Thursday, October 21, 2010

31 Days of Halloween: Hour of the Wolf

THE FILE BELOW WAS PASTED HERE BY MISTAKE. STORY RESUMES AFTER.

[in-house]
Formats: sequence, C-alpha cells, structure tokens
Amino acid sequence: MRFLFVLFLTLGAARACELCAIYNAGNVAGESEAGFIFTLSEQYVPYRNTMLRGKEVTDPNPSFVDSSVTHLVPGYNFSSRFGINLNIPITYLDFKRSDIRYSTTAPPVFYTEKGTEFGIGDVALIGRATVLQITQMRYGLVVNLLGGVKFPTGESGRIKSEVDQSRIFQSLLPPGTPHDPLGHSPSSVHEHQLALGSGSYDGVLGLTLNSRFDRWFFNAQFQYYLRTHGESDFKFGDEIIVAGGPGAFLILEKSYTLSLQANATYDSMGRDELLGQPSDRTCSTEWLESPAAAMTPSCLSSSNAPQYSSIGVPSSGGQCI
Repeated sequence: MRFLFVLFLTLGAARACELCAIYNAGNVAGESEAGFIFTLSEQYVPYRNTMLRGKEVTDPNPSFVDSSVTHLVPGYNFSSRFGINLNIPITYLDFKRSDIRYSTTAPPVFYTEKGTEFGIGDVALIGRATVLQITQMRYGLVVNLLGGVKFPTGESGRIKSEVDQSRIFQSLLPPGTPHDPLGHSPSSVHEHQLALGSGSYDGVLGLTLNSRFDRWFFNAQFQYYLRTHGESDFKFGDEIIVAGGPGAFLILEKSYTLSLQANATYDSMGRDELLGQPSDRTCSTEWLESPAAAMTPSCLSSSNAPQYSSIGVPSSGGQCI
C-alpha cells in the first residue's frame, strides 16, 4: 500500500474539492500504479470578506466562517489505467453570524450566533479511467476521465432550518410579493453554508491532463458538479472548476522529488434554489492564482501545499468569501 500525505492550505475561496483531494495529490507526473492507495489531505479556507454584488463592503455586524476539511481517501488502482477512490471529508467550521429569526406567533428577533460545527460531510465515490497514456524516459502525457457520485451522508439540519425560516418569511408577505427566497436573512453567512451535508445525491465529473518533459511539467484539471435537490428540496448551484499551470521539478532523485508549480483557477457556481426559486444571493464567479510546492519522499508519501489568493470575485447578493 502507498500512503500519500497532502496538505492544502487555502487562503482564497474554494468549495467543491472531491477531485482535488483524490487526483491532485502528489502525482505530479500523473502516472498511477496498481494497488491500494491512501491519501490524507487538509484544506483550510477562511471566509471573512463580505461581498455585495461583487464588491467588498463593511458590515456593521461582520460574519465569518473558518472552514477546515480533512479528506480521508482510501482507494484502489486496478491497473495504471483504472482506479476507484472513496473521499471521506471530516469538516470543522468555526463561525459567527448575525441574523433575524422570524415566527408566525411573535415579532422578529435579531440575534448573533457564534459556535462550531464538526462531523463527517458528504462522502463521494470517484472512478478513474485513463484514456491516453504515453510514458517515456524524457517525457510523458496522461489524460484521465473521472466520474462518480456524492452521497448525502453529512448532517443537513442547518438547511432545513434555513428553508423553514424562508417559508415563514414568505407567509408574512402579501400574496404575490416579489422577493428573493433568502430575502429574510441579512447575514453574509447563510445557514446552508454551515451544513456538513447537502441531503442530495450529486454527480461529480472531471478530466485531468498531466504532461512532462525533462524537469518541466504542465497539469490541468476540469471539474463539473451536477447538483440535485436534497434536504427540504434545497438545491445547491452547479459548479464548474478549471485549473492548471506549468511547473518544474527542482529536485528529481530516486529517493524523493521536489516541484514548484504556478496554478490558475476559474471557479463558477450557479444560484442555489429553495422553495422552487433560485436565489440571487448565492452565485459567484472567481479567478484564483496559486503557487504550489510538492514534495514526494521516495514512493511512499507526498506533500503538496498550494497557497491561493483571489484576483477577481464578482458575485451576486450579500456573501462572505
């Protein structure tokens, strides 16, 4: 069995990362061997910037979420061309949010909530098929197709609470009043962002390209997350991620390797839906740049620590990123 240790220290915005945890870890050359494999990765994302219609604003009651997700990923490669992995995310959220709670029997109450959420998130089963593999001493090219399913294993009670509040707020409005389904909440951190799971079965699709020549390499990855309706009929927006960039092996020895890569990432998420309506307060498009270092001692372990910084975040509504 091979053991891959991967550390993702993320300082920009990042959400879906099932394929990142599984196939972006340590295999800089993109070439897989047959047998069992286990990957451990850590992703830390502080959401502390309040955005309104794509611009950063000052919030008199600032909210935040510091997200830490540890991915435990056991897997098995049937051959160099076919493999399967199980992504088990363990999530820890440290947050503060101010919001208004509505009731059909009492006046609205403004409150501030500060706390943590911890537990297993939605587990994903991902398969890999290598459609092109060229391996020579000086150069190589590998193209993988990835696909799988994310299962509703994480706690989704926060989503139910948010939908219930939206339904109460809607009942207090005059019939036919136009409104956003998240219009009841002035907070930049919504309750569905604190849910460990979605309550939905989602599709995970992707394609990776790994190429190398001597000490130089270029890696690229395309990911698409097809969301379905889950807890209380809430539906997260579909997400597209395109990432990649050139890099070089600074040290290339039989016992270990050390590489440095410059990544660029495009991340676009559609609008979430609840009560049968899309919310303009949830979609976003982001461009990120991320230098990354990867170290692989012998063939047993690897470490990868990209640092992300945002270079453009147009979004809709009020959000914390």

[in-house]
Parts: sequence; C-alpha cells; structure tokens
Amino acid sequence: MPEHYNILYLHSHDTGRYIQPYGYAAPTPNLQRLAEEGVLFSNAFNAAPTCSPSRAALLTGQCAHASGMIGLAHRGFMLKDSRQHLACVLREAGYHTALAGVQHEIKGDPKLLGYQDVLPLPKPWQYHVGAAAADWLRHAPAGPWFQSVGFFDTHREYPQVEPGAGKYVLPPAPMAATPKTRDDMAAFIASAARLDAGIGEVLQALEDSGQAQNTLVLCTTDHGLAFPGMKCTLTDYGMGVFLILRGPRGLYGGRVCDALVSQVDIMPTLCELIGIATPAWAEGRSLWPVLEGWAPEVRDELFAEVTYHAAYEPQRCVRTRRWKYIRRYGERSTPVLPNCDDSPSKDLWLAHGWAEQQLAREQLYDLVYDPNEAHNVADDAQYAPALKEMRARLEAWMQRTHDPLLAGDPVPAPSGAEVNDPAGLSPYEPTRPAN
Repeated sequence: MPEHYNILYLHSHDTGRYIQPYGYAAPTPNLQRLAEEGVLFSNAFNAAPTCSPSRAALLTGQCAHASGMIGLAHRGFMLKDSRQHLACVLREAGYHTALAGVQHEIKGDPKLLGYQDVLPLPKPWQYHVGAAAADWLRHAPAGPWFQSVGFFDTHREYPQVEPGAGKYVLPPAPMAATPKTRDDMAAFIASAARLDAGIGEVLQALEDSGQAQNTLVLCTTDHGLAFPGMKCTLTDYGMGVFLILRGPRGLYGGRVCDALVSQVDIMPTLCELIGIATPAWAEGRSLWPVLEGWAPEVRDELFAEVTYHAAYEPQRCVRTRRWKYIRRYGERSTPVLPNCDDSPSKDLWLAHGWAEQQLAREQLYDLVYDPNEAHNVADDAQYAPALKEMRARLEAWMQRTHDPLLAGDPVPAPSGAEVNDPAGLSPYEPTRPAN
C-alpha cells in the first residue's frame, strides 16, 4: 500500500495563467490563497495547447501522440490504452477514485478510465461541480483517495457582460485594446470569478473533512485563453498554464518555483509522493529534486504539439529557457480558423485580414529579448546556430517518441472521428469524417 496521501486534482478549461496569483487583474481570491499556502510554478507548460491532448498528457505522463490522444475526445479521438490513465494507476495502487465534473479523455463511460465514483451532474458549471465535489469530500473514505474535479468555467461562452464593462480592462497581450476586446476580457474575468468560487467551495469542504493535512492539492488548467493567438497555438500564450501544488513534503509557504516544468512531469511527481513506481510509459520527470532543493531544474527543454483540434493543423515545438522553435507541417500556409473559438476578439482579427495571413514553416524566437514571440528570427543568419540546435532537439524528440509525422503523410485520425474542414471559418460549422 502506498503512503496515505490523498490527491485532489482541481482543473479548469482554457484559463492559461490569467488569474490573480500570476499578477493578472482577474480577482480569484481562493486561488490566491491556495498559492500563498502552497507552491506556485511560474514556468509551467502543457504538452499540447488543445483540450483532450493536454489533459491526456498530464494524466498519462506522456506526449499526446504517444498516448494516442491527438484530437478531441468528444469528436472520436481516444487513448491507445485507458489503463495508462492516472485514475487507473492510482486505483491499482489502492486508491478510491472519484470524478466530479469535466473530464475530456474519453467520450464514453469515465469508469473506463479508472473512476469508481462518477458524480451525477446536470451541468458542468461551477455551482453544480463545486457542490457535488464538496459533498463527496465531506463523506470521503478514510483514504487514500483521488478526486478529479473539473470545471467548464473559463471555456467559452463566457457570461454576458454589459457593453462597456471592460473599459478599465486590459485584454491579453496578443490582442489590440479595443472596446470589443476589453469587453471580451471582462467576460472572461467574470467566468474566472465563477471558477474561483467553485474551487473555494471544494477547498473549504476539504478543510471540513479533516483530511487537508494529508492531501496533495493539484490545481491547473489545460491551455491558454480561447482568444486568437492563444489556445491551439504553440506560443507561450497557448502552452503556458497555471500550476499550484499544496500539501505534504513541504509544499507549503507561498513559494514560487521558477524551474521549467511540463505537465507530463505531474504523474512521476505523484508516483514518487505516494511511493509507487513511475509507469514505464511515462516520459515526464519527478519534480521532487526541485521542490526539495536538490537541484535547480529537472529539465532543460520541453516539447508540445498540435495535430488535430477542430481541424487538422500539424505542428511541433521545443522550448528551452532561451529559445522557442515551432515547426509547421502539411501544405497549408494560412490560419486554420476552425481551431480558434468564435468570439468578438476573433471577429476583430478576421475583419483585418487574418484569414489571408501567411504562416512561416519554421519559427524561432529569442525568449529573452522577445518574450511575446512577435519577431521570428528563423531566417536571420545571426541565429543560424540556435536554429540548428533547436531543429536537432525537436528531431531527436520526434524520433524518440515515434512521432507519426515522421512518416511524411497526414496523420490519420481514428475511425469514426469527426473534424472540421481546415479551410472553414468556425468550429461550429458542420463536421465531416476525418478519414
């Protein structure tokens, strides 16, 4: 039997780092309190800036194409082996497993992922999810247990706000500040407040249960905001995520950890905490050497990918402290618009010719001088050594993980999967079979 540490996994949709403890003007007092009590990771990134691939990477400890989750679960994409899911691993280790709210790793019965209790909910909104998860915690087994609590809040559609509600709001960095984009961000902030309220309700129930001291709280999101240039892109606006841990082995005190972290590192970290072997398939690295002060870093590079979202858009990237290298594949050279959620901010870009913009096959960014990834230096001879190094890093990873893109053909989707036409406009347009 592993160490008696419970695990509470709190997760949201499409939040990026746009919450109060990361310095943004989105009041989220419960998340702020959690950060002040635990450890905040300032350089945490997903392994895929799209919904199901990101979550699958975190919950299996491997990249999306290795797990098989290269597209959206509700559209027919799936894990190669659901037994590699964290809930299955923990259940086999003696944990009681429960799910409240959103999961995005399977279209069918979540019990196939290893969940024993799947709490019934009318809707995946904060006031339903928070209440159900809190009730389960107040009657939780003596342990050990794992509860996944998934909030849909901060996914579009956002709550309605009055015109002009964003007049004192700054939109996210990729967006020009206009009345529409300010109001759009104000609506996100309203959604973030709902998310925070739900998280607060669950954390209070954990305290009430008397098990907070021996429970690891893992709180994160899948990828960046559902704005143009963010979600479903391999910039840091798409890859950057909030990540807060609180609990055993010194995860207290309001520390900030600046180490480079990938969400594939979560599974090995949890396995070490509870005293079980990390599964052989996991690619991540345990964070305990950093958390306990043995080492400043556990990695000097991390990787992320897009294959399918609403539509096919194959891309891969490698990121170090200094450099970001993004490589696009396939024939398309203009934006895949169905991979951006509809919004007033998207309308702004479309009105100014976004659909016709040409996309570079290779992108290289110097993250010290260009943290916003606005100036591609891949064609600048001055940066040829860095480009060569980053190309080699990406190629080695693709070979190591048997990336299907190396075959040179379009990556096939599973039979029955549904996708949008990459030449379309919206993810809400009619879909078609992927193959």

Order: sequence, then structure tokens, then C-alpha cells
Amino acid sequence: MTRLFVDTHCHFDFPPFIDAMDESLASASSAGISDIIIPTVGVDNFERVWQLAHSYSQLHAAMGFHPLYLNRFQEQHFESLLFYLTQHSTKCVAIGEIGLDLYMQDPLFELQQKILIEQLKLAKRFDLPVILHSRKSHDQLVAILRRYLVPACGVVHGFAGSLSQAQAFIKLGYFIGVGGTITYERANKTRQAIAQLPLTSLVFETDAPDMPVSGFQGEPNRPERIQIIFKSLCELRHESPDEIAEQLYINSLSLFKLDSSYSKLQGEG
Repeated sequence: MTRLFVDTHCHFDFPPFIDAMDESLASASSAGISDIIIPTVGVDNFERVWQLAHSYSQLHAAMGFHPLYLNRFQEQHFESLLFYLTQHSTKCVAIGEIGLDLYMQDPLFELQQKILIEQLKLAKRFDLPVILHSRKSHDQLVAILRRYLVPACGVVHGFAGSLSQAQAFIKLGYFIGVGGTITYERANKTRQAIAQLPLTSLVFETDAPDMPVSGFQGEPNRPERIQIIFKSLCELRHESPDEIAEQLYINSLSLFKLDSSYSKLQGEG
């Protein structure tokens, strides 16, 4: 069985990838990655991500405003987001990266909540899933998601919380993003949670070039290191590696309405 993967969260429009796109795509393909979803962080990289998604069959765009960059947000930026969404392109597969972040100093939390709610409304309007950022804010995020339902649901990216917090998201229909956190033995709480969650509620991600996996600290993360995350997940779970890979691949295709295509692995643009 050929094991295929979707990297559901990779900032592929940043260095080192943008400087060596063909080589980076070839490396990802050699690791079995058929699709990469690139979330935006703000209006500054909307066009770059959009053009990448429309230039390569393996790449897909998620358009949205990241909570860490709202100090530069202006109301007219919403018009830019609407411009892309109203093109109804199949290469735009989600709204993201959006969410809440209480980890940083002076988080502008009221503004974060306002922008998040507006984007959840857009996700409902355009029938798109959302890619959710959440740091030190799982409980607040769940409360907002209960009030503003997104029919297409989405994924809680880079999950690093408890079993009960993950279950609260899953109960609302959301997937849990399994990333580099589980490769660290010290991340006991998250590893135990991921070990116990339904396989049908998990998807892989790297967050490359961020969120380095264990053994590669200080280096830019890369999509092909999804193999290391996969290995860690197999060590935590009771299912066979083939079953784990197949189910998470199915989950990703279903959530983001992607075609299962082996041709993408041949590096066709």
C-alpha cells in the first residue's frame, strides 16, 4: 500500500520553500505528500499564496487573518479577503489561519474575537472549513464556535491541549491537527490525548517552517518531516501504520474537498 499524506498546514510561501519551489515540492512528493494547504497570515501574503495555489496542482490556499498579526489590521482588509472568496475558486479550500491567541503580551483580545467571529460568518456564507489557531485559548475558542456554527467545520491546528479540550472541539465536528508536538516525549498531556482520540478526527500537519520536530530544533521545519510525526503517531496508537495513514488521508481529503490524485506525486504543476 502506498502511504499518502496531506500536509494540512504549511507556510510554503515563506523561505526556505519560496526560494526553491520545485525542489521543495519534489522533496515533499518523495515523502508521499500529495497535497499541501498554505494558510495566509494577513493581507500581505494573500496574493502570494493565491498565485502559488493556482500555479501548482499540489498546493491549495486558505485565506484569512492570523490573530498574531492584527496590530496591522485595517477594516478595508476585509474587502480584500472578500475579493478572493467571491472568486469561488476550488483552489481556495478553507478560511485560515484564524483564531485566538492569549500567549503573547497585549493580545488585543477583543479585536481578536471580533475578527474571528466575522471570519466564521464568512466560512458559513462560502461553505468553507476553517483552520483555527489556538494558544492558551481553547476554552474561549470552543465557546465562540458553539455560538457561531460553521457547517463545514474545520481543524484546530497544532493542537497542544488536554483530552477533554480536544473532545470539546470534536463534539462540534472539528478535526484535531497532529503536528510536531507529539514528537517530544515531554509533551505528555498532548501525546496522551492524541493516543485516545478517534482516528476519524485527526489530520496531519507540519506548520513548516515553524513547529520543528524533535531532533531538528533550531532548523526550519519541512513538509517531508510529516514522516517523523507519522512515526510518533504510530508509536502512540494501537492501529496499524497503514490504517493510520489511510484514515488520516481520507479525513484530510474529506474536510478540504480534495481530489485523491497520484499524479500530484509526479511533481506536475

As a child, if I woke up after my parents were asleep between 3 am and 6am, when the moon and street lights would mingle and dance on the wall, I would spend the rest of the night wide awake in terror under the blankets, my imagination on full throttle. Ingmar Bergman’s only straight horror film (and by straight I mean the one with the most outright elements of horror in addition to his typical existential and psychological horror) Hour of the Wolf gives a name to that time of primitive fear. Painter Johan (Bergman regular Max Von Sydow) moves with his pregnant wife (the innocent and sweet looking Liv Ullmann) to a secluded island to escape and work on his paintings. As an insomniac, he is awake during "the Hour of the Wolf,” the time late at night, “when people die, when babies are born, and when nightmares run free” (and most people are abducted by aliens I’d wager). His wife stays awake with him each night and is witness as he slowly loses his mind and grip on reality, aided by a group of rich and strange aristocrats on the island that seem hell bent on getting him there. In typical Bergman style, the film is shot beautifully with an emphasis on isolation and the play between dark and light. It’s also disorienting and surreal in a careful way, so unlike what audiences are used to today, emphasizing how just a slight twist on normal life can suddenly become horrific (watching a man suddenly walk up the wall near the end of this film will have you in freak out mode faster than the box of hypodermic needles in Saw II). The precursor of Eraserheard and Videodrome, it's a must see on every film buff's Halloween list. P.S. Trailer below is probably NSFW...depending upon the work.


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